A distinguished scholar, Churnjeet Mahn is a Reader in English Literature at U.K.’s University of Strathclyde, where her research focuses on the intersection of race, sexuality, and travel. The author of British Women’s Travel to Greece, 1840-1914: Travels in the Palimpsest is currently working on Cross-Border Queers, about LGBTQ+ South Asian migrants to the U.K., and a new project on queer travel writers of color.
In reflecting on her own LGBTQ+ identity, Mahn says, “I’ve described myself as queer, lesbian, and gay over the years — one word doesn’t fit all times, places, and feelings.”
Much as the words she uses to describe herself have evolved, so too is how she has been viewed, defined, or interpreted by the travel industry. “The one thing I’ve noticed is in the past it was easier and more convenient to ignore me — which was always nicer than the outright hostility I had experienced as a brown lesbian traveler, and then was trained to anticipate. But now, I can be displayed as diversity. Which is a different kind of scrutiny. And can be equally tiring.”
Churjeet Mahn (courtesy)
Out Traveler recently spoke with Mahn about her work, how travel writing has been used to reinforce white heteronormativity, and how queers of color can help us all cross the boundaries prescribed by colonization.
What draws you to the subject of travel?
[It’s] a paradigm for understanding human experience…almost everything is about travel because it involves crossing some kind of real or imaginary border. The goal? We’re all somewhere in a complex web of entanglements. The more we can see that, the closer we can get to understanding the violence of real and social borders. What divides and often defines us seems so important. At its most utopian, at its most queer, maybe travel can offer a praxis for a different way of being in the world. I’m always looking for new orientations.
Tell us about the book you are working on.
[An] intersection between racism and xenophobia and homophobia seeded my interest in a whole genre of travel writing where white people have traveled to “exotic” locations to feel queer. And how many of these places have now come to have been seen as some of the most dangerous to queers. Until my current work, I had approached this issue through white writers. I’m now considering how queer writers of color navigate structures of racism and homophobia as legacies of empire and colonialism in their writing. Do they write differently? Yes and no. Yes, because they’re on the other side of history, but partly no, because like all travel writing, especially in English, they have to navigate whiteness in travel.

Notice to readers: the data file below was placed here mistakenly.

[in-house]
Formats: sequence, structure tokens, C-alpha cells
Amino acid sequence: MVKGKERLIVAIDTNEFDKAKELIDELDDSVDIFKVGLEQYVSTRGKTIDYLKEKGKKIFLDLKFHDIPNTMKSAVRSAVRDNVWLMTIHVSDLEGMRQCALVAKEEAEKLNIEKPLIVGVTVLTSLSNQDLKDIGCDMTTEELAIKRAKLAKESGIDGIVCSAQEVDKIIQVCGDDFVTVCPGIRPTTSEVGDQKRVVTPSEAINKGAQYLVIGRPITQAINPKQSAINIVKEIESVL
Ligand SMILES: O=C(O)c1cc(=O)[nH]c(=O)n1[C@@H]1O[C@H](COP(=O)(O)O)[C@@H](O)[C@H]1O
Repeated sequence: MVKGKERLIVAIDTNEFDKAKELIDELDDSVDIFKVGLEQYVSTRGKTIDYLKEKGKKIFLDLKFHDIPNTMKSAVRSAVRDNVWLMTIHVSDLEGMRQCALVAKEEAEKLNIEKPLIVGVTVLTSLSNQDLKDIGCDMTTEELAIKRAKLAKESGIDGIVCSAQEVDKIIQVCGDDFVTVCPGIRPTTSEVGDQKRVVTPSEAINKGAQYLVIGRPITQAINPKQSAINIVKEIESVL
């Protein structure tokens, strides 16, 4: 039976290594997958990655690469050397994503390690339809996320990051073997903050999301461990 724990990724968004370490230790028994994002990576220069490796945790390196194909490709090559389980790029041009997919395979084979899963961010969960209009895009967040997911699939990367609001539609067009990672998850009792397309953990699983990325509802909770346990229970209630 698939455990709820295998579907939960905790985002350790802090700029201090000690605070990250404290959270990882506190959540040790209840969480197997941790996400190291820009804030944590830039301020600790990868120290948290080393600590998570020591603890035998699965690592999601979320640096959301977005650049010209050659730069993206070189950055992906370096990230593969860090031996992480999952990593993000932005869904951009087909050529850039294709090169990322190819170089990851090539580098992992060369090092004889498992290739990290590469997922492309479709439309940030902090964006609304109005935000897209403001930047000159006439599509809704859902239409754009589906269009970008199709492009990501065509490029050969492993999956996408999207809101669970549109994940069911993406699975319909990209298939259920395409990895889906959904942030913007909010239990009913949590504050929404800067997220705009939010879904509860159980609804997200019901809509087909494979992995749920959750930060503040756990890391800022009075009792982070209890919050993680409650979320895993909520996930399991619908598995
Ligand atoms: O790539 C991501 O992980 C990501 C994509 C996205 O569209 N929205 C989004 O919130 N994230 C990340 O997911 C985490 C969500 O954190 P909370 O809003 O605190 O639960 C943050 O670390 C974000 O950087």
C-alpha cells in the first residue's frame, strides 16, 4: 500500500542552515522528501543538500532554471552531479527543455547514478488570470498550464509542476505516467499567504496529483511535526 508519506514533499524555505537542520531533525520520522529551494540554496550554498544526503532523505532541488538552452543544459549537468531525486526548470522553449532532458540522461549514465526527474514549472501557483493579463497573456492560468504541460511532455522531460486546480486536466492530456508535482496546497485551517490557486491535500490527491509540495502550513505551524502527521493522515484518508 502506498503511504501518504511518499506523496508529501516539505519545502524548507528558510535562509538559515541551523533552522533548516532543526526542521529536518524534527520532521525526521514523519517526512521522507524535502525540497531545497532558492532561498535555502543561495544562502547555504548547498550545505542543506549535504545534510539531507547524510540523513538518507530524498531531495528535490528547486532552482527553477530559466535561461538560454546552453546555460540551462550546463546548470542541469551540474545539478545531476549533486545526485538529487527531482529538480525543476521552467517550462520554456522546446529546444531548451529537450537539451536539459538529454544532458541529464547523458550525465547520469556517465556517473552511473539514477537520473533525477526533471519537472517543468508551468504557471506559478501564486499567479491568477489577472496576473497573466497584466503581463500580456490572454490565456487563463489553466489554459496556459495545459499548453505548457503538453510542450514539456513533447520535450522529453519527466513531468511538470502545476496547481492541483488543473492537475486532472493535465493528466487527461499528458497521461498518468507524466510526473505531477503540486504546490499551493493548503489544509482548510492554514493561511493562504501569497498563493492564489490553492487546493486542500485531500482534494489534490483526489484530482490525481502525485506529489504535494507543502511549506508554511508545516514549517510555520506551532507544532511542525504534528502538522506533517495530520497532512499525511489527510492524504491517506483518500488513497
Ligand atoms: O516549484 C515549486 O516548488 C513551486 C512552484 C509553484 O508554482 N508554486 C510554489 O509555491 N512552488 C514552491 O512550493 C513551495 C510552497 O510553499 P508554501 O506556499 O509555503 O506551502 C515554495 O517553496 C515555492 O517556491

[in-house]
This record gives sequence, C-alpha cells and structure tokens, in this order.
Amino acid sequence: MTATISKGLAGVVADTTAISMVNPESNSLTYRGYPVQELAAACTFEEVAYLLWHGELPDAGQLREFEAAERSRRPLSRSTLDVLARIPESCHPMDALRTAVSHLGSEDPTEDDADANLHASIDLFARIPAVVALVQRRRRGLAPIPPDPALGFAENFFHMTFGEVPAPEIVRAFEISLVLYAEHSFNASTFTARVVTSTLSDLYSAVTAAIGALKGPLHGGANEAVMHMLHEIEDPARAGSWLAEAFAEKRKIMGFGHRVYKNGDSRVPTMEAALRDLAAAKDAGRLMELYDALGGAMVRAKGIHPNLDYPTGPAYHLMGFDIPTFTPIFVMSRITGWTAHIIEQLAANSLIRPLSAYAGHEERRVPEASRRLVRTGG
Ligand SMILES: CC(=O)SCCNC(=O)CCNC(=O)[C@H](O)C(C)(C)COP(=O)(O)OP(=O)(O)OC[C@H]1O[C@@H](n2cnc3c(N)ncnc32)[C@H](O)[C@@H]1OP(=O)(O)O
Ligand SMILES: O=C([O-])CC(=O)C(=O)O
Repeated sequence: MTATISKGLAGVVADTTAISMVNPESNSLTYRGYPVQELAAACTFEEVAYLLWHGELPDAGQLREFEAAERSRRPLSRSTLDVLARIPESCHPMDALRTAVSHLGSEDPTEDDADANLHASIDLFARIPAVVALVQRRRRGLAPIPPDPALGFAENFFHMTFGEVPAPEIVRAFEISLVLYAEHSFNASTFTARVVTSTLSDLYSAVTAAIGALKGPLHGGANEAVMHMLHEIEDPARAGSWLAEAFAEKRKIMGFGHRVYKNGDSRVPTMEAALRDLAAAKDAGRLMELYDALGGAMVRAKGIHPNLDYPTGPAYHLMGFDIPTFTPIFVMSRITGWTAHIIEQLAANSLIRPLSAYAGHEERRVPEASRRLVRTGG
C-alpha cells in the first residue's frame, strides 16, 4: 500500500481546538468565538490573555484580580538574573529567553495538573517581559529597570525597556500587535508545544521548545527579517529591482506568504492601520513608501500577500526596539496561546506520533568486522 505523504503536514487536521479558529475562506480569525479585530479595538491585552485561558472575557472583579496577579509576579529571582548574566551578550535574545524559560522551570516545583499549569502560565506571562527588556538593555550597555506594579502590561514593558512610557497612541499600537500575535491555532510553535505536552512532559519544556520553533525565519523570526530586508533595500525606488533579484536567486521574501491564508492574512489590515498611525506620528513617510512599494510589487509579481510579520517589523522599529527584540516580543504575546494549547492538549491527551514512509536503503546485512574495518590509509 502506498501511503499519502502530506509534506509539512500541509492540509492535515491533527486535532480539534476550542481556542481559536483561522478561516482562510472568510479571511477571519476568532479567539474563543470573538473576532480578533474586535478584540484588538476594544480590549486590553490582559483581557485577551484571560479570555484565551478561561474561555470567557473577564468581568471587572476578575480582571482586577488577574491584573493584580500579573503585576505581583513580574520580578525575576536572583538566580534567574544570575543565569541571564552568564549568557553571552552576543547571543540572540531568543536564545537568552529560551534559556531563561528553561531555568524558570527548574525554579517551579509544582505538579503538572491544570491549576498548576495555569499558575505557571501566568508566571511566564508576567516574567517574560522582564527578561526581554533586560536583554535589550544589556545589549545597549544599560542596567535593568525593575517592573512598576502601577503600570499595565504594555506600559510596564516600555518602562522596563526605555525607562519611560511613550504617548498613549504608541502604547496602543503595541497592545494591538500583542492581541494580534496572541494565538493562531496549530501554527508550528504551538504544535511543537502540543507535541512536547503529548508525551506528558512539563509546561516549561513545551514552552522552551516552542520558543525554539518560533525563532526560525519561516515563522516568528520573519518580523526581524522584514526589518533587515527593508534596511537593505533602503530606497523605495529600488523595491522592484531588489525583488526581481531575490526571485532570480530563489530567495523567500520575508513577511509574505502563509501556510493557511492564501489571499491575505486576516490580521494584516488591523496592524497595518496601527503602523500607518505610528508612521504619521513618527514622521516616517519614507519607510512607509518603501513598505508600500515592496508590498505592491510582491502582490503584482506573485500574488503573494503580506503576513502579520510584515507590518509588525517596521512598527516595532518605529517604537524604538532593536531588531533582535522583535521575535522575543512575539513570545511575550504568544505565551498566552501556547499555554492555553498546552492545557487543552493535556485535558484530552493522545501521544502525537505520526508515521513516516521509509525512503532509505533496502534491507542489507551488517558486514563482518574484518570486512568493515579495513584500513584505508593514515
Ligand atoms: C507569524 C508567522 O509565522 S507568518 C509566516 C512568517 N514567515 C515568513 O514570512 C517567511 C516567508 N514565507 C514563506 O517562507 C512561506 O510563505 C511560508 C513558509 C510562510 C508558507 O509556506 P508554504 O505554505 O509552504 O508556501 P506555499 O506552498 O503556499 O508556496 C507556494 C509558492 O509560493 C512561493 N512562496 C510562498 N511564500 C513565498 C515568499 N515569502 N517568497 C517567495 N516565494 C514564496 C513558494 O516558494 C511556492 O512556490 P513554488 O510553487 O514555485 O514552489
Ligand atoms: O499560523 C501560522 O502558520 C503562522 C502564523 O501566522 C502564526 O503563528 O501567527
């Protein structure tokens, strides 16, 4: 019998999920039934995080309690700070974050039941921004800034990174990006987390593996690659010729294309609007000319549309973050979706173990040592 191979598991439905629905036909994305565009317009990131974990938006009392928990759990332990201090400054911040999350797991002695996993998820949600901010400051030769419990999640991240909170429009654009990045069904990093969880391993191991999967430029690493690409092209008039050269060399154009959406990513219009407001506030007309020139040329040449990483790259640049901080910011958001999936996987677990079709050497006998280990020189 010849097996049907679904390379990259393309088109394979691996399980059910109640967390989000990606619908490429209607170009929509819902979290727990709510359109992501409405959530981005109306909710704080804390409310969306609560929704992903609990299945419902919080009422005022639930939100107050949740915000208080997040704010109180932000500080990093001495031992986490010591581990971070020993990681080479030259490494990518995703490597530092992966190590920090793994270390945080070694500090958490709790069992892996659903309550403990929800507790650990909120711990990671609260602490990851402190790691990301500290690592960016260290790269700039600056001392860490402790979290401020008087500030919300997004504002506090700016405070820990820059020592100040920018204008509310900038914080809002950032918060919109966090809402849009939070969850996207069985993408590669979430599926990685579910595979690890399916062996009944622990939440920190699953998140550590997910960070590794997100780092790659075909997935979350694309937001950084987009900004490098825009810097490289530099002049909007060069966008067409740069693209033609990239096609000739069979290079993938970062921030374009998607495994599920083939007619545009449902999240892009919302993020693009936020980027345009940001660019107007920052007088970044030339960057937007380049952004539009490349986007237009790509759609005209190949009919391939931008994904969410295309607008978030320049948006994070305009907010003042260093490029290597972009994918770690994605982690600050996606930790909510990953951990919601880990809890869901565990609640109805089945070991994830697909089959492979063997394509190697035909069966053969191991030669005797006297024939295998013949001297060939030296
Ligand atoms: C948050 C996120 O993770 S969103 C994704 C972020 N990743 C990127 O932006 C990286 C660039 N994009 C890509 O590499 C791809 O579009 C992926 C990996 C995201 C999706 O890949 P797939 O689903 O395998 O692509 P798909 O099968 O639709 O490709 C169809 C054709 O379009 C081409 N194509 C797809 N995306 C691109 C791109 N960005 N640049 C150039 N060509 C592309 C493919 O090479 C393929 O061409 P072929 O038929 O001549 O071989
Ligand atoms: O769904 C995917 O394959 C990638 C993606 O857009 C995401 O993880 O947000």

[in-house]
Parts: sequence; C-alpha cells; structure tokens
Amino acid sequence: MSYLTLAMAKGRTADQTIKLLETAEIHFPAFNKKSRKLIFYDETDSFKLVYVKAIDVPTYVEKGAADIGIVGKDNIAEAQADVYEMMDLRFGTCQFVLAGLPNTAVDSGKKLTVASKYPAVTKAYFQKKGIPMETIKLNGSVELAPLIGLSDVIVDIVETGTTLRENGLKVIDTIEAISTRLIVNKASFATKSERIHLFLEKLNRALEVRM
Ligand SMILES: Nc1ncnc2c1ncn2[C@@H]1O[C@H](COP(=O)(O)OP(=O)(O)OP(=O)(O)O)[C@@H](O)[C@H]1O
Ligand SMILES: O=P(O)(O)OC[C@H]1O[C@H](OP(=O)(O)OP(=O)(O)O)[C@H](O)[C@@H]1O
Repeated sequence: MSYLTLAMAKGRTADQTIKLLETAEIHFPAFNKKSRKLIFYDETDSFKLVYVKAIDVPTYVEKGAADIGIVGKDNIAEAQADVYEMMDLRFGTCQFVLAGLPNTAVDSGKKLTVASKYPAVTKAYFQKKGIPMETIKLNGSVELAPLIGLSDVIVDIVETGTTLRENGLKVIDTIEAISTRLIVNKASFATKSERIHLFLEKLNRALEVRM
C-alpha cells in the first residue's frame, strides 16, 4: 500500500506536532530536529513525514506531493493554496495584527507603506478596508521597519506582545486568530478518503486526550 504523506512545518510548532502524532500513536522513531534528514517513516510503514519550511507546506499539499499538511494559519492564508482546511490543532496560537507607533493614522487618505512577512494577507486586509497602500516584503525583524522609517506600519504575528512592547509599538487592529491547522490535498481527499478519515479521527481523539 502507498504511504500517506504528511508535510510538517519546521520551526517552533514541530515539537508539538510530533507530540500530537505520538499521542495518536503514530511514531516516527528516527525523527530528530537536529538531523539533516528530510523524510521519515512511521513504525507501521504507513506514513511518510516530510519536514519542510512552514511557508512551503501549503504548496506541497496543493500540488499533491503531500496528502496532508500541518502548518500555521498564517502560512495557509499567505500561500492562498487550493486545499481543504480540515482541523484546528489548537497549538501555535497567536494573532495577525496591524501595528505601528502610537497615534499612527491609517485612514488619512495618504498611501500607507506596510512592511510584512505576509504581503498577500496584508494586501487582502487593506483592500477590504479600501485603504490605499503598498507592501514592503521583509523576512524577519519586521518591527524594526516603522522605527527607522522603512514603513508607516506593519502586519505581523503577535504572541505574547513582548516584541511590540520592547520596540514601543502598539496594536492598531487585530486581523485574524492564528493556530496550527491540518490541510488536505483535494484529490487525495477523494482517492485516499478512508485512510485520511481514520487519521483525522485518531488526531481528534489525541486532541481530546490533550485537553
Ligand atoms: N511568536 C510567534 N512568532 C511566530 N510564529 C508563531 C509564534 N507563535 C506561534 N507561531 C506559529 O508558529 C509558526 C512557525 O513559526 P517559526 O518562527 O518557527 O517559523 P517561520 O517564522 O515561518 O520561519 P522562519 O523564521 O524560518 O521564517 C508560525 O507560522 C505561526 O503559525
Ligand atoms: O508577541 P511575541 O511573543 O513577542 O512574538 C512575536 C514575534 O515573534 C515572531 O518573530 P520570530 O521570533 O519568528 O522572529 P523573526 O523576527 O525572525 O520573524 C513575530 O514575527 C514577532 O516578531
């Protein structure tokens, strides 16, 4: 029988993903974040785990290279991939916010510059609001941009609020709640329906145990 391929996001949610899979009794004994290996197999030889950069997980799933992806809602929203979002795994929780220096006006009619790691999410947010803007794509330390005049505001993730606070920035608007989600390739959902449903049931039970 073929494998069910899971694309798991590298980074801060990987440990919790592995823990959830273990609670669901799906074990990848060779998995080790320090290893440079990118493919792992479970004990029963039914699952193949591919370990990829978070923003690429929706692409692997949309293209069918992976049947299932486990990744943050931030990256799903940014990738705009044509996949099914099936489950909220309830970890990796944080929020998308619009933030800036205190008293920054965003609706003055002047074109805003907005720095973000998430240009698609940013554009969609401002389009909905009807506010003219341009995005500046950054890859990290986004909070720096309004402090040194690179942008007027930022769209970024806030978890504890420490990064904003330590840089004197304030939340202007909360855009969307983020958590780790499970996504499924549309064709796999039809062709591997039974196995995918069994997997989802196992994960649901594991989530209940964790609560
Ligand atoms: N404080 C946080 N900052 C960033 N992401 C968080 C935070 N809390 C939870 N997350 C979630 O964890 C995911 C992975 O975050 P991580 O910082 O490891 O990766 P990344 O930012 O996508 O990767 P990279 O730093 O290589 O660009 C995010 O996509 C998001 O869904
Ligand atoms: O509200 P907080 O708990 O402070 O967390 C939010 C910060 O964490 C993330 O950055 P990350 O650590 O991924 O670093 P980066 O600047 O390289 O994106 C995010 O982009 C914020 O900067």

Hijra joy. Indian trans women in photo by Giardano Cipriani/Getty Images
Many think LGBTQ+ rights were invented by the very colonial powers that originally demonized sexual and gender diversity.
South Asia is just one of the many places in the world which has a rich history of queer lives and desires which didn’t map onto the legislative and cultural framework of the British Empire, and so it became a direct threat. I’m always more interested in the operation of whiteness and how and why it constructs queer lives as aberration. So yes, there’s a grim irony in the LGBTQIA+ civil rights movement being some kind of “gift” from the West.
The countries considered most dangerous for LGBTQ+ travelers happen to be in the East and south of the equator. Is that justified?
We encounter danger all of the time. Which is not to diminish the wholesale government-sponsored discrimination against queer people…[but] we need to think carefully about the way in which the contemporary geopolitics and histories of sexual difference are entangled. There is no “bad over there” and “good here.” The quicker we can turn to the legacies of racism, colonialism, and empire in our understanding of sexuality, the quicker we can begin to see the way so much queer history has been written from the perspective of white heteronormativity, erasing the lives and history of queer people of color. We need fuller pictures to understand how and why lives come under threat.
This article originally ran in the Winter 2022 issue of Out Traveler, which is available on the newsstand now. It was initially titled Crossing Borders, and was part of the issue's special feature on outsider travelers.